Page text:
Recently, researchers from the Sidney Kimmel Medical College at Thomas Jefferson University, Philadelphia published their findings using the SALTED pneumonic and technique (Set-up, Ask, Listen, Type, Exceptions, Documentation). They concluded that a simple intervention providing specialized training in EMR-specific documentation can improve a medical student’s empathetic engagement, history taking, and communication skills (Acad Med 2017; 92:1022-7). I believe this may be a valuable tool for which providers should to be acquainted and a technique to be considered in daily practice.
In a heavily content-laden age, patients require a component of empathy. There is value in allowing patients to “tell their story” and express themselves. Just giving them those few extra moments can make the difference in the apprehensive patient.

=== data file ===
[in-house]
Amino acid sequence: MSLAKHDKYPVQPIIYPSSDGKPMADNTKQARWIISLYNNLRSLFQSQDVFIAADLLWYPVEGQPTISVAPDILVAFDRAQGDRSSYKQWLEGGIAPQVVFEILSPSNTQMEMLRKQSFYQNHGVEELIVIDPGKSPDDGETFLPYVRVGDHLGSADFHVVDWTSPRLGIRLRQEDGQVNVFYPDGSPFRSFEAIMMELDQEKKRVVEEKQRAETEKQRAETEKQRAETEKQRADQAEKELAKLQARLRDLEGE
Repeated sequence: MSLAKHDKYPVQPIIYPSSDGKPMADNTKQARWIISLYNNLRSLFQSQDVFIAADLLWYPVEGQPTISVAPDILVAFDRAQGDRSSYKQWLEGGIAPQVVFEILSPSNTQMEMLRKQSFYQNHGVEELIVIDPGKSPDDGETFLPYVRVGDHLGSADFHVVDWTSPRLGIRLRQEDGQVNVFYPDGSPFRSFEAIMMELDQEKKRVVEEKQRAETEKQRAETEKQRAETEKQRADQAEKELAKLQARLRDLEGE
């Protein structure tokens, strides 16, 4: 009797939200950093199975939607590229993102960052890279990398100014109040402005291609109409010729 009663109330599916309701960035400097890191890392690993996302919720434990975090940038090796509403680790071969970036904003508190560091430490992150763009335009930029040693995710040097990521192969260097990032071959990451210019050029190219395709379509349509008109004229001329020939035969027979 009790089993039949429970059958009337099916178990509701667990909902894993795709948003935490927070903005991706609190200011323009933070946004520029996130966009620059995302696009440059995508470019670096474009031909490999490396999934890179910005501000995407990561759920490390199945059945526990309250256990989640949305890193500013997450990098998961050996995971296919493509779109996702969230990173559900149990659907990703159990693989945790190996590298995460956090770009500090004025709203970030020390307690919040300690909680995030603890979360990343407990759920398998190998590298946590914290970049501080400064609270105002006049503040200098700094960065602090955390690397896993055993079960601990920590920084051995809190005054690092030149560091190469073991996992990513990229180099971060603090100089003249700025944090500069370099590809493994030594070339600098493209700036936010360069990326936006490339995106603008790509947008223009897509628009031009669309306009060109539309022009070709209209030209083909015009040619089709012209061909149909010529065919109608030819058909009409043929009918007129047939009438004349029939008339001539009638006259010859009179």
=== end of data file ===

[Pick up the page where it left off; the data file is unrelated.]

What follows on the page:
Can our best emotionally intelligent self adequately assess the patient during an encounter and give direction in a caring way? I would say yes.
I believe we can achieve a culture of caring. Good communication, empathy, and the demonstration of EI can optimize the patient experience.
As always, please feel free to share your perspective by emailing me at UT@advanstar.com or posting a comment below.